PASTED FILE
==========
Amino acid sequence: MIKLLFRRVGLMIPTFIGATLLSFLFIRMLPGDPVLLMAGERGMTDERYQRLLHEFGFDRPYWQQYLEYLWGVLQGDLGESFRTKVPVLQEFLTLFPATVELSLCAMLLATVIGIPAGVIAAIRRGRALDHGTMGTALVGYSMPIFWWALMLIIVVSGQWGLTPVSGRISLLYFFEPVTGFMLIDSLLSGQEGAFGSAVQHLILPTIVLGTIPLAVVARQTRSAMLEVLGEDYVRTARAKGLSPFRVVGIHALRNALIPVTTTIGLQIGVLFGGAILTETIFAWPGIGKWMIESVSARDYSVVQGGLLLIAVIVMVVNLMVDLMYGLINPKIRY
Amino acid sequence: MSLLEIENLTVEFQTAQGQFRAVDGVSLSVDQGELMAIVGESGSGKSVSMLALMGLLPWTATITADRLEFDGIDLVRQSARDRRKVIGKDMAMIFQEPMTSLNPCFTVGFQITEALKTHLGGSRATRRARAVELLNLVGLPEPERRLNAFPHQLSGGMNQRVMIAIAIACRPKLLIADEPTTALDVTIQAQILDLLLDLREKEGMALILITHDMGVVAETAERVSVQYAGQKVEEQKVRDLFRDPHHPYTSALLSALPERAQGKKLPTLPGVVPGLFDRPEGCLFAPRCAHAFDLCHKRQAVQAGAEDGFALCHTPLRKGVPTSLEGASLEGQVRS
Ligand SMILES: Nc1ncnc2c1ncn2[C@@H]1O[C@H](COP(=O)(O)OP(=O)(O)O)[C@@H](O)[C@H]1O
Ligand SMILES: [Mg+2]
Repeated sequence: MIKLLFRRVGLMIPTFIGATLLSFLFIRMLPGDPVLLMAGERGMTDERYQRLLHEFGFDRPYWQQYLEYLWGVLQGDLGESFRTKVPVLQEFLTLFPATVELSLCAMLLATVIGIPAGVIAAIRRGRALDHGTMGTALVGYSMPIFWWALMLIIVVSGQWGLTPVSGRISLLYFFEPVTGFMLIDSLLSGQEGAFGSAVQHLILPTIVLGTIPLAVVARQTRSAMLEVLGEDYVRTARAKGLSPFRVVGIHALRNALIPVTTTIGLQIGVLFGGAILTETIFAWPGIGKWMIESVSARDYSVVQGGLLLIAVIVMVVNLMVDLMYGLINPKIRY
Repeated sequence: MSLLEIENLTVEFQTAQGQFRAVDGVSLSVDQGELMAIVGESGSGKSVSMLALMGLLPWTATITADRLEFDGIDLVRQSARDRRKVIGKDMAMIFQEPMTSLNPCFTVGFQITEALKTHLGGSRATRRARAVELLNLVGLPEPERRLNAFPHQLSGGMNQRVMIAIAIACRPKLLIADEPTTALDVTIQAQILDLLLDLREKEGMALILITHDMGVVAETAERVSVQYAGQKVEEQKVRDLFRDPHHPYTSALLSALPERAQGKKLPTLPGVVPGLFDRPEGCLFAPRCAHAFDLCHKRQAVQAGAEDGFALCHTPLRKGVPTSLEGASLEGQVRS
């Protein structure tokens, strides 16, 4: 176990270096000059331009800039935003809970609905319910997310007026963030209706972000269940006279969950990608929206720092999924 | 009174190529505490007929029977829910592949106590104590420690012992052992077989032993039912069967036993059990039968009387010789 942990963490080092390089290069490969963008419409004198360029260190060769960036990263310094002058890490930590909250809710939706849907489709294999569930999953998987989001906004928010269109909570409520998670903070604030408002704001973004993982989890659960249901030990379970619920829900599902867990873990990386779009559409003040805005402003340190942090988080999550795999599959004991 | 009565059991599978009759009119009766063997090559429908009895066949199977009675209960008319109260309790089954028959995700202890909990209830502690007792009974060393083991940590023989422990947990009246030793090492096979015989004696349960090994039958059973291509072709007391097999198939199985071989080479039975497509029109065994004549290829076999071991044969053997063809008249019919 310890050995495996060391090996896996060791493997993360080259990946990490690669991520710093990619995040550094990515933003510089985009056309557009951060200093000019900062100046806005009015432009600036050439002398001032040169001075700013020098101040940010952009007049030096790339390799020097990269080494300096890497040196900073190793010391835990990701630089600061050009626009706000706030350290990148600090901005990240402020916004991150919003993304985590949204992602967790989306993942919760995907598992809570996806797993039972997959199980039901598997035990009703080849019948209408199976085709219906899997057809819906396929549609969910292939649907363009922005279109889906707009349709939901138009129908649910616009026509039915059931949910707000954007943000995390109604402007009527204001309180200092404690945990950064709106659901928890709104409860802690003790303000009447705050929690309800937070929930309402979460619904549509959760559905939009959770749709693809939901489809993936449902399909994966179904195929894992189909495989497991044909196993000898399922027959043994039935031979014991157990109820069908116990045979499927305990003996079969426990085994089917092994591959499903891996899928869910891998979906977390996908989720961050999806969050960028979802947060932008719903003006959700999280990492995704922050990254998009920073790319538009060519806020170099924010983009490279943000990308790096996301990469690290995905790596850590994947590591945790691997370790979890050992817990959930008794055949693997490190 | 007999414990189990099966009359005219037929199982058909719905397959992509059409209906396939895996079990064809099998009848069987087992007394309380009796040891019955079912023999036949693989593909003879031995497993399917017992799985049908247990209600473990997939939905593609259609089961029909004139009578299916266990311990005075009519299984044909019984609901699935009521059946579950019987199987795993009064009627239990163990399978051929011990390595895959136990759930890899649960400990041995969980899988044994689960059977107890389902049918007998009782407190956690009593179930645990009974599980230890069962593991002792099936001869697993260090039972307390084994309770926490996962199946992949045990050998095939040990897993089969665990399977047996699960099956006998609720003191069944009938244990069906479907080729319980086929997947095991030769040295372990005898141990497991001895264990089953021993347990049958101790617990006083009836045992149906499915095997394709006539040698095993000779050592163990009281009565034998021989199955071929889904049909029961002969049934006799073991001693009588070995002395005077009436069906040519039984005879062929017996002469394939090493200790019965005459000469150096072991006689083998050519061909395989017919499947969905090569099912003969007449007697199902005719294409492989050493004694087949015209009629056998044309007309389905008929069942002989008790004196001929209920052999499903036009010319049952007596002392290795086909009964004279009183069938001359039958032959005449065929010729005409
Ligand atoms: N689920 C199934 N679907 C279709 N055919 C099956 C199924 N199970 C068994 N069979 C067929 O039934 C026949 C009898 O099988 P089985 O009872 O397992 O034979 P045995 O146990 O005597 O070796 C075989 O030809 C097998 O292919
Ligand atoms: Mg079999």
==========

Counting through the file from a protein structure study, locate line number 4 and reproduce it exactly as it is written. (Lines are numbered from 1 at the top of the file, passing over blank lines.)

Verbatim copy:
Ligand SMILES: [Mg+2]